Statistical analysis

Statistical Package for Social Sciences (SPSS, V 10.5) was used to analyze the data. Continuous data and numbers were averaged (mean ± standard deviation) and percentage for dichotomous data were presented in Tables and Figures. Proportion was compared using Chi-square test of significance. The parameters of the R and S Groups were compared using Student's t-test. P values of less than 0.05 were considered statistically significant.


  Results Top


The demographics, type of surgery, and duration of anesthesia between the two groups were comparable. The mean heart rate, mean systolic and diastolic blood pressure, and oxygen saturation were comparable among the two groups at different time periods [Figure 1], [Figure 2], [Figure 3].
Figure 1: Comparison of mean heart rate at different time points between ropivacaine and saline groups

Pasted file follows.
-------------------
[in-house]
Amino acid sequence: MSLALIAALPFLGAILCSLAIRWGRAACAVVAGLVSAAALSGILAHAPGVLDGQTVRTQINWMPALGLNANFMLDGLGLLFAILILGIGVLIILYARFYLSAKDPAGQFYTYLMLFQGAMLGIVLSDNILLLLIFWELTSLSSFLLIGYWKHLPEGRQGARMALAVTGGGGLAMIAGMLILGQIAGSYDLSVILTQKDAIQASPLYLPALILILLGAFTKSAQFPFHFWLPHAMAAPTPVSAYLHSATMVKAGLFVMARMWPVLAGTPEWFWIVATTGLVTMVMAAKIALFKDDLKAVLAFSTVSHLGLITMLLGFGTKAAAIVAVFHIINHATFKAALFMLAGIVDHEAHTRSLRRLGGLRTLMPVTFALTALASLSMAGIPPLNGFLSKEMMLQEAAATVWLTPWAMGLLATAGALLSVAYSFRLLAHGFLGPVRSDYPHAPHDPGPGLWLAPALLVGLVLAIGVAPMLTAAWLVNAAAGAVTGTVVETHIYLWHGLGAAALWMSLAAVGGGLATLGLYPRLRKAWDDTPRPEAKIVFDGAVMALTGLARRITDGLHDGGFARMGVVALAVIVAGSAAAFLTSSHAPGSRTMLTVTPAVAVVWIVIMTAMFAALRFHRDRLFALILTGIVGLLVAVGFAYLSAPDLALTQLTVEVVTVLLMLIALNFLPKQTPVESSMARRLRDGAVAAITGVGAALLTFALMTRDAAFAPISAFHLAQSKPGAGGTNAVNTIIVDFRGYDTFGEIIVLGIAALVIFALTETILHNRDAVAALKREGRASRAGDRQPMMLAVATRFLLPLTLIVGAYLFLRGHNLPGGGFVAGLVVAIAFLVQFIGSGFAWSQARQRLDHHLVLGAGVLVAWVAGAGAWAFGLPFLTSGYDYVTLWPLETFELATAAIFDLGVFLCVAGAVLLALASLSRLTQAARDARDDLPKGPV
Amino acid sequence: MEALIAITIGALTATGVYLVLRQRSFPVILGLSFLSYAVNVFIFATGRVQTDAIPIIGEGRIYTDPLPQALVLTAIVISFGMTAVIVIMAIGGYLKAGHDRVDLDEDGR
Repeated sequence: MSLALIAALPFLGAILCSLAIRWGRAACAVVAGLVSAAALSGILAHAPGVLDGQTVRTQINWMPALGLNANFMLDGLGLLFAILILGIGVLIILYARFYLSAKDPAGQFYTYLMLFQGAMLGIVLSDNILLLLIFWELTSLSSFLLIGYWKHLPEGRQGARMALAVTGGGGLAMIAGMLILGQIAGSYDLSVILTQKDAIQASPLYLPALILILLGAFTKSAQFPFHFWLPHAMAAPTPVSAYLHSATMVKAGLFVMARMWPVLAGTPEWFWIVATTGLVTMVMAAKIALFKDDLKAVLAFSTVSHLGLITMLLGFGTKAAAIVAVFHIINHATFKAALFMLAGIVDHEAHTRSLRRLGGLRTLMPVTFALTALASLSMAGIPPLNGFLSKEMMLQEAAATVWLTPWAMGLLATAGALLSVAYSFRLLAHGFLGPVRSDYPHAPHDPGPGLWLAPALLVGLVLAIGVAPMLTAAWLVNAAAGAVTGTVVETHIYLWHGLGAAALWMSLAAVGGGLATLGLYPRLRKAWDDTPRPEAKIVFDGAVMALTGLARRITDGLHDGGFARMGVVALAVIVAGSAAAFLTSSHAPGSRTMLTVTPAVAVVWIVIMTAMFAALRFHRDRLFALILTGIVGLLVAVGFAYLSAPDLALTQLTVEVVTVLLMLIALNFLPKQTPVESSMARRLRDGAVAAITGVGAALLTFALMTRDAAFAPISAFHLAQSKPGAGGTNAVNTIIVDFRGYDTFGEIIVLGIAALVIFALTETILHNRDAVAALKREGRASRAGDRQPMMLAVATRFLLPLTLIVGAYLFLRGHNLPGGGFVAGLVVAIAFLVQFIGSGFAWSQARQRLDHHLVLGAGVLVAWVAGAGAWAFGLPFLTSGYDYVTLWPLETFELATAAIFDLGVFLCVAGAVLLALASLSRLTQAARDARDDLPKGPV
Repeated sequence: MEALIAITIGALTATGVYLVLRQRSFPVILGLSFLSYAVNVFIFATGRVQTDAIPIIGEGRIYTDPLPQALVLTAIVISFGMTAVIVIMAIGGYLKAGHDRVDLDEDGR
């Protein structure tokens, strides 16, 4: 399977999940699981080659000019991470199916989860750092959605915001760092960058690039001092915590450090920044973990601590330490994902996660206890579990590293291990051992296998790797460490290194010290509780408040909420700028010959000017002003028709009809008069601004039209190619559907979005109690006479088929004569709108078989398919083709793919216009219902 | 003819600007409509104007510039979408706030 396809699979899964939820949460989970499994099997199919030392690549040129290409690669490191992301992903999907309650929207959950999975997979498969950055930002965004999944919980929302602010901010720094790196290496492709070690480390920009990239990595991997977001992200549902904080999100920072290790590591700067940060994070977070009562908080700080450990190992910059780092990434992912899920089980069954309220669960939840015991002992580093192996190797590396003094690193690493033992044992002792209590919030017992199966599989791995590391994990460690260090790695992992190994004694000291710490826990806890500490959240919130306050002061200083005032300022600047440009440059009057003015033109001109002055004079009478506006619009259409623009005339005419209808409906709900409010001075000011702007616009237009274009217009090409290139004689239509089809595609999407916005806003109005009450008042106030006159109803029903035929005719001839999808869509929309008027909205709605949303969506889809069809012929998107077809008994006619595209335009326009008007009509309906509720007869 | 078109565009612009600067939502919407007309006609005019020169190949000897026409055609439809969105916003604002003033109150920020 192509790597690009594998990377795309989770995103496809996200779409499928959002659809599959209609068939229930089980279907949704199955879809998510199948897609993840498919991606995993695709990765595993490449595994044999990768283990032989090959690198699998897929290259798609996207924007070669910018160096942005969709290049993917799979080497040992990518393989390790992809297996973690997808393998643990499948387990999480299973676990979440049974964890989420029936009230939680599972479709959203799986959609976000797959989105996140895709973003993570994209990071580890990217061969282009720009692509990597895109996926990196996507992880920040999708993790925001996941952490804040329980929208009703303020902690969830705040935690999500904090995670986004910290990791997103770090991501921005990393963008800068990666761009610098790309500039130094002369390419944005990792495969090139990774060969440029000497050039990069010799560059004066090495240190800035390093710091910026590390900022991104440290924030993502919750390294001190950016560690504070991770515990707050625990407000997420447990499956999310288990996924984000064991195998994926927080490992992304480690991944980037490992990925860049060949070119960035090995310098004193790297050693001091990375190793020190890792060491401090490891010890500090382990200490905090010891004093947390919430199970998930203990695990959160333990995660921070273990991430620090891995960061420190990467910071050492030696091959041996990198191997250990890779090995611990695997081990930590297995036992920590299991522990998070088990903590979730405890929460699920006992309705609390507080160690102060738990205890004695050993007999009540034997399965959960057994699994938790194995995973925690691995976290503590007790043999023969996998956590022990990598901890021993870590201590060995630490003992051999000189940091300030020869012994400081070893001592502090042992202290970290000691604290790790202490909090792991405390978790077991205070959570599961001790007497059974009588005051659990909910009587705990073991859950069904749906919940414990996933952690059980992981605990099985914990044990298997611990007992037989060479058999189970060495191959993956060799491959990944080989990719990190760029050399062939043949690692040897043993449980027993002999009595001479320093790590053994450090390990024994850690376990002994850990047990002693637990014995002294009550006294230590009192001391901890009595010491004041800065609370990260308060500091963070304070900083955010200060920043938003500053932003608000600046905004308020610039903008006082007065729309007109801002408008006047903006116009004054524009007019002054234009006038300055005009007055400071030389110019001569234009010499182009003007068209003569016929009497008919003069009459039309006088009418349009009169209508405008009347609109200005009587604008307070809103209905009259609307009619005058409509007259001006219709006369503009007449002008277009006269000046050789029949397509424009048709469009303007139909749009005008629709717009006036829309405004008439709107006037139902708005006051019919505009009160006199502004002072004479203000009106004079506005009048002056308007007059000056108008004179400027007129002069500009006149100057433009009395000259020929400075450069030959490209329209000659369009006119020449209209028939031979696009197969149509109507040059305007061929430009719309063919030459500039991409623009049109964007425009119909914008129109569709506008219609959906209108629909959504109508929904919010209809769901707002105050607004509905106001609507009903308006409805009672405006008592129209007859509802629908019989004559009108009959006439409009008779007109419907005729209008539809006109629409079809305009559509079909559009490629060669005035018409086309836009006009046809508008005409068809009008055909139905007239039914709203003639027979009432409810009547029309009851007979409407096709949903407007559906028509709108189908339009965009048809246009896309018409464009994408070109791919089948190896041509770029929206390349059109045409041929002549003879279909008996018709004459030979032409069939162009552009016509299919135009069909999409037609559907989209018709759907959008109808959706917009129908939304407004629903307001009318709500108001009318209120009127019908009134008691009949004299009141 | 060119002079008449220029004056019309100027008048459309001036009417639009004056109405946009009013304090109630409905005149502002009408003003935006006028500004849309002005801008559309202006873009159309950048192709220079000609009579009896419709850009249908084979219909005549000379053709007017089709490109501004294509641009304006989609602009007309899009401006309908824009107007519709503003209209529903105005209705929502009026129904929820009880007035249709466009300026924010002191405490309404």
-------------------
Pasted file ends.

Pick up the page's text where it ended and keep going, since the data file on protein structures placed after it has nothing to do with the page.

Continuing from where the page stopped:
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Figure 2: Comparison of mean systolic blood pressure at different time points between ropivacaine and saline groups

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Figure 3: Comparison of mean diastolic blood pressure at different time points between ropivacaine and saline groups

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The mean intraoperative fentanyl requirement per kg body weight was significantly lower in the R group (2.07 ± 0.54 mcg/kg) compared to the S group (2.59 ± 0.77 mcg/kg) (P = 0.001) [Table 1]. We found significantly lower values of mean VAS in the R group during the immediate postoperative period (P< 0.001), 4 hours (P< 0.001), 8 hours (P = 0.009), 12 hours (P = 0.007), and 24 hours (P = 0.046) after the surgery [Figure 4]. The mean time elapse to the first demand of rescue analgesia was significantly longer in the R group (8.15 ± 4.73 h) compared to the S group (1.65 ± 2.51 h) (P< 0.001). All patients as per our hospital protocol were mobilized at 24 h postoperatively. No procedure-related complication was observed. No neurological side effects were observed during the follow-up period.